When we were planning our big trip to Disney World last month, I knew I was going to have to pull out all the stops to keep them occupied and minimize arguing on the long drive to Florida (and back). I stalked Pinterest, Google, my Feedly blog feed, everywhere to gather together ideas for how to keep them busy. 

All told I spent maybe $70 on everything, including extra special snacks. Once I was done shopping, I gathered everything together and wrapped each project in plain paper (I used bulk Uhaul wrapping paper leftover from our move). I numbered each package and kept notes so I knew what was in each package before they opened it. Some packages required daylight and some were better for evening so I wanted to guide those choices. In addition, there were some duplicates and I didn't want them to open the same things back to back. I stored everything in the "hole" in the floor of our minivan. 

They also had their 3DSs, a DVD player with lots of movies and half the library worth of books but those have already proven to not be enough to avoid the fighting on road trips. At every stop, I would let them each pick out one package. Most of the projects would keep them busy for an hour plus. And the best part, the only fighting was when they were playing their 3DSs together and one was upset that the other was "cheating" (i.e., winning). Since it was really easy to take the 3DSs away, the fighting was kept to a minimum. 

To help keep everything more organized, I gave each kid a small cookie sheet (also from the dollar store) to use as a (magnetic!) lap desk. We also picked up and put away things at every stop. 

Here is the list:

Pre-packaged Items

Items from this list may vary for you. These were pre-packaged mostly complete. I found these at the Dollar Tree, Big Lots and the Dollar Spot at Target.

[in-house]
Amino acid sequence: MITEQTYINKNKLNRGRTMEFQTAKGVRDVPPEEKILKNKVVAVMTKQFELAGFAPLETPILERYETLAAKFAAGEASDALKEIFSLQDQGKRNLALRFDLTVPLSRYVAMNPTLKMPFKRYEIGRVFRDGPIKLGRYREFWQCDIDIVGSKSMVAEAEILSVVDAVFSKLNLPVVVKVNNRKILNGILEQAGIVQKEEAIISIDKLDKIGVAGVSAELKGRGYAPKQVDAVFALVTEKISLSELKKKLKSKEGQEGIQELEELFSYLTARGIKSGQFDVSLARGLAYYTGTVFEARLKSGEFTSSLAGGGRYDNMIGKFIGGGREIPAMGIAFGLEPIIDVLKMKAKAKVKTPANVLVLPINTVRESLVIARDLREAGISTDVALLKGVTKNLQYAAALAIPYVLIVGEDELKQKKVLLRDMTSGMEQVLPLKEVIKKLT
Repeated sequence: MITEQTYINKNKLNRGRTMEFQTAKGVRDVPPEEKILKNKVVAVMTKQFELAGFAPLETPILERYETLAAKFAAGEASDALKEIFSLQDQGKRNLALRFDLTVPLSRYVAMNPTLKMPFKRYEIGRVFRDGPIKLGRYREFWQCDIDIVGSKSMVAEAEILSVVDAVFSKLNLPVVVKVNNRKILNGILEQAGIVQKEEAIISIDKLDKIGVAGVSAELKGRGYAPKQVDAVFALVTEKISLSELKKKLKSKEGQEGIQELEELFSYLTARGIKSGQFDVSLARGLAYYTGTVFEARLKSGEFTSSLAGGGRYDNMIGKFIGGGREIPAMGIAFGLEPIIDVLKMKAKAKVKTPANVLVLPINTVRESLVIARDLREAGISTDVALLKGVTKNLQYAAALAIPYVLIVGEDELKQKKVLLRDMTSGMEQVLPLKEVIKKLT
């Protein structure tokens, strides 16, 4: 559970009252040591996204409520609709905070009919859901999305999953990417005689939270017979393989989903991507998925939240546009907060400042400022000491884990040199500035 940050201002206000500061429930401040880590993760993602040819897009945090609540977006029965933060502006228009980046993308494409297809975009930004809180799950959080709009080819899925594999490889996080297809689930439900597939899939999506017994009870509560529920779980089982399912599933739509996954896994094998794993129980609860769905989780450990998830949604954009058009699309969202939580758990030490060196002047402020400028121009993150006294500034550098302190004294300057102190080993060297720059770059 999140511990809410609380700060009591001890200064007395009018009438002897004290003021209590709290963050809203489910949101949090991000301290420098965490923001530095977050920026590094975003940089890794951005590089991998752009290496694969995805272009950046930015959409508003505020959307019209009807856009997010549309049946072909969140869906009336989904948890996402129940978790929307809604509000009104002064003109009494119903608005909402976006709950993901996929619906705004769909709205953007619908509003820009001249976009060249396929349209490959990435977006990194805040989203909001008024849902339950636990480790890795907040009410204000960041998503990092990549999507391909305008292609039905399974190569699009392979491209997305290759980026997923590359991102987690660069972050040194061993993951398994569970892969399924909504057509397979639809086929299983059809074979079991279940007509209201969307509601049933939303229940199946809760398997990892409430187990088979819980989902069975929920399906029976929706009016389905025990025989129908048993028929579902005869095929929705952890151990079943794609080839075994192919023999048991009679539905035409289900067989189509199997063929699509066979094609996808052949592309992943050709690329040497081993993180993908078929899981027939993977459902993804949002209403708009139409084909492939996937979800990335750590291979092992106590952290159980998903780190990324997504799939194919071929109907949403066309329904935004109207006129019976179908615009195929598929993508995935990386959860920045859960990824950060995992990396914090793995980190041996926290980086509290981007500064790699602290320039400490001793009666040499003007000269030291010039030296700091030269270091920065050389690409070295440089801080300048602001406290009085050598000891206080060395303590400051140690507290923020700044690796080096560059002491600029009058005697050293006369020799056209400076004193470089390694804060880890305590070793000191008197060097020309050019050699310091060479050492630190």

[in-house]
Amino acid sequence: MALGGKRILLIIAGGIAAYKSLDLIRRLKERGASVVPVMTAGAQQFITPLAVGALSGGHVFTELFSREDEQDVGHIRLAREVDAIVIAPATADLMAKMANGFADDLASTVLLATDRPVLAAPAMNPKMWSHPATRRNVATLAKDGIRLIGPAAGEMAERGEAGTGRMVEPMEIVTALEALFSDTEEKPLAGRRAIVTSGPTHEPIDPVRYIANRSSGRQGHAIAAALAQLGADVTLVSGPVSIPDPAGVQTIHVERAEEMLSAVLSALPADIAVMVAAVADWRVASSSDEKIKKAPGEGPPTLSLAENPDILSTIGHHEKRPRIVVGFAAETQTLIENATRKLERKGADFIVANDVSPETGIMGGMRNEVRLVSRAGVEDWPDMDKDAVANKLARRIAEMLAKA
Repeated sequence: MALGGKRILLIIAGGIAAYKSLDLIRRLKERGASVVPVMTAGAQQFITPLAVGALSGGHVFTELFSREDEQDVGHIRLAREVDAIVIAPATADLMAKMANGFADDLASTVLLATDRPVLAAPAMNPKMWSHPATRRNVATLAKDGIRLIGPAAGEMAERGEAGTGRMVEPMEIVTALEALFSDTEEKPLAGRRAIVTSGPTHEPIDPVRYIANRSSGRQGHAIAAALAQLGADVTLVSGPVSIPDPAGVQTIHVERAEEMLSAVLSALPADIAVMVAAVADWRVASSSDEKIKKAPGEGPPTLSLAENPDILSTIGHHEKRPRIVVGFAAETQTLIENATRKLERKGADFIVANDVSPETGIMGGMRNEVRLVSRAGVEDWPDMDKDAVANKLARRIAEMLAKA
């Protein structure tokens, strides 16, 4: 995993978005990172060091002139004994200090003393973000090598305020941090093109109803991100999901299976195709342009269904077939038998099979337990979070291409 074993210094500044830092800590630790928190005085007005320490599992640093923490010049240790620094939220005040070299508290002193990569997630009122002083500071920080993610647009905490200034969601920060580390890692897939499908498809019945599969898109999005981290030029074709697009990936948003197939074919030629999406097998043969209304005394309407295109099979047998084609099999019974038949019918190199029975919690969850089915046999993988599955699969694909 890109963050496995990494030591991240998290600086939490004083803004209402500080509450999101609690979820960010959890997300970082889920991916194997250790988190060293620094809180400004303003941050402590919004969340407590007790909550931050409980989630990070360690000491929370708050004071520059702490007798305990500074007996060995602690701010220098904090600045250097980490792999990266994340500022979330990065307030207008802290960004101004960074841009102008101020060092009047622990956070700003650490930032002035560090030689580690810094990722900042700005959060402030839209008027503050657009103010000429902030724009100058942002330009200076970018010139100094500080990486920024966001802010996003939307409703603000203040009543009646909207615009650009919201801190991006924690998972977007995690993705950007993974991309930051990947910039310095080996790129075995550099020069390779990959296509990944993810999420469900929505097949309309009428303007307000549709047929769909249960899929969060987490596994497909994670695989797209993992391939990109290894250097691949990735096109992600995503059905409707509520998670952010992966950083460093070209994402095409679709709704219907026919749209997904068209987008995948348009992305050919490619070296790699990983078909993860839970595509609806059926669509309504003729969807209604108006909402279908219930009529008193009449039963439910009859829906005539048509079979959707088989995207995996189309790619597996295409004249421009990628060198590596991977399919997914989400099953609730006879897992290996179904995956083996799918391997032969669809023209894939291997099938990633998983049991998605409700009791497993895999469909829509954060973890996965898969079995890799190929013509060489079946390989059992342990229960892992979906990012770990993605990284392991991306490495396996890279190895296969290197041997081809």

1. Magic Kits - There were two different sets and I wrapped them together so each kid had one to play with. These were simple rope tricks, disappearing ball tricks, etc. with instructions. 
  2. Sticker books 
  3. Word find books
  4. Sudoku books
  5. Create-a-Town Sticker Scene Activity Sets
  6. Matching game
  7. Miniature 4x6 puzzles
  8. Classic Activity/Coloring Pages pads (I think they are the same ones I had as a kid)
  9. Learn to Draw workbooks from the school supply section
  10. Science Trivia card game
  11. Lanyard jewelry making kit

Toys & Fun Snacks
  1. Candy jewelry - this didn't last long as an activity but it's not the sort of thing the kids get often so it was still very popular. 
  2. Squishy critters - those rubbery, squishy toys that stretch a LOT. These had lights inside them. My kids LOVE playing with these things. 
  3. Glow sticks - These made for GREAT after dark fun during those last few boring hours. I let them listen to the dance station on Pandora and they had their own mini "dance" party in the backseat. 
  4. Light-up Rings - Same concept as the glow sticks